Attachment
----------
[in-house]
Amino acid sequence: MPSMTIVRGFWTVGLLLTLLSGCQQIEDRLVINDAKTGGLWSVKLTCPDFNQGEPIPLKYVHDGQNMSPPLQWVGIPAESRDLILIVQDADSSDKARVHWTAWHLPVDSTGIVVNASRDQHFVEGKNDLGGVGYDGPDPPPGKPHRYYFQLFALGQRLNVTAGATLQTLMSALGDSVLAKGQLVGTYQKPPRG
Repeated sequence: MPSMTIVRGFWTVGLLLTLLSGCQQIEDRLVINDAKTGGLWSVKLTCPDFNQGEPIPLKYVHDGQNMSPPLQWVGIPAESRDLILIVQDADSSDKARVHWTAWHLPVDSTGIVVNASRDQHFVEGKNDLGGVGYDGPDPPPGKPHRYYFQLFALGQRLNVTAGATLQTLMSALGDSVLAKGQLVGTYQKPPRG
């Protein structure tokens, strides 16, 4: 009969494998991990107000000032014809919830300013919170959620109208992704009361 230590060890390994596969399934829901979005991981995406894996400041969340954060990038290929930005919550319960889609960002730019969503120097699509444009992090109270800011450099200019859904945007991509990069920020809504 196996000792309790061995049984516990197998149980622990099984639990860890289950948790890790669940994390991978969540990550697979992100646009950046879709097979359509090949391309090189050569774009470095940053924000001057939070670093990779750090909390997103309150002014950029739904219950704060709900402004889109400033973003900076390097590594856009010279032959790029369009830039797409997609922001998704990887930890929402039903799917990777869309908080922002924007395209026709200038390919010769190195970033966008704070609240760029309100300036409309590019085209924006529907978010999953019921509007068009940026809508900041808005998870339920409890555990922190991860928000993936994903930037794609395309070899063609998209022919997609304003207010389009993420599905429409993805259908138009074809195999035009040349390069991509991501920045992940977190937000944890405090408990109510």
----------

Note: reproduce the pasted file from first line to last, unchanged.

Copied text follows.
[in-house]
Amino acid sequence: MPSMTIVRGFWTVGLLLTLLSGCQQIEDRLVINDAKTGGLWSVKLTCPDFNQGEPIPLKYVHDGQNMSPPLQWVGIPAESRDLILIVQDADSSDKARVHWTAWHLPVDSTGIVVNASRDQHFVEGKNDLGGVGYDGPDPPPGKPHRYYFQLFALGQRLNVTAGATLQTLMSALGDSVLAKGQLVGTYQKPPRG
Repeated sequence: MPSMTIVRGFWTVGLLLTLLSGCQQIEDRLVINDAKTGGLWSVKLTCPDFNQGEPIPLKYVHDGQNMSPPLQWVGIPAESRDLILIVQDADSSDKARVHWTAWHLPVDSTGIVVNASRDQHFVEGKNDLGGVGYDGPDPPPGKPHRYYFQLFALGQRLNVTAGATLQTLMSALGDSVLAKGQLVGTYQKPPRG
């Protein structure tokens, strides 16, 4: 009969494998991990107000000032014809919830300013919170959620109208992704009361 230590060890390994596969399934829901979005991981995406894996400041969340954060990038290929930005919550319960889609960002730019969503120097699509444009992090109270800011450099200019859904945007991509990069920020809504 196996000792309790061995049984516990197998149980622990099984639990860890289950948790890790669940994390991978969540990550697979992100646009950046879709097979359509090949391309090189050569774009470095940053924000001057939070670093990779750090909390997103309150002014950029739904219950704060709900402004889109400033973003900076390097590594856009010279032959790029369009830039797409997609922001998704990887930890929402039903799917990777869309908080922002924007395209026709200038390919010769190195970033966008704070609240760029309100300036409309590019085209924006529907978010999953019921509007068009940026809508900041808005998870339920409890555990922190991860928000993936994903930037794609395309070899063609998209022919997609304003207010389009993420599905429409993805259908138009074809195999035009040349390069991509991501920045992940977190937000944890405090408990109510």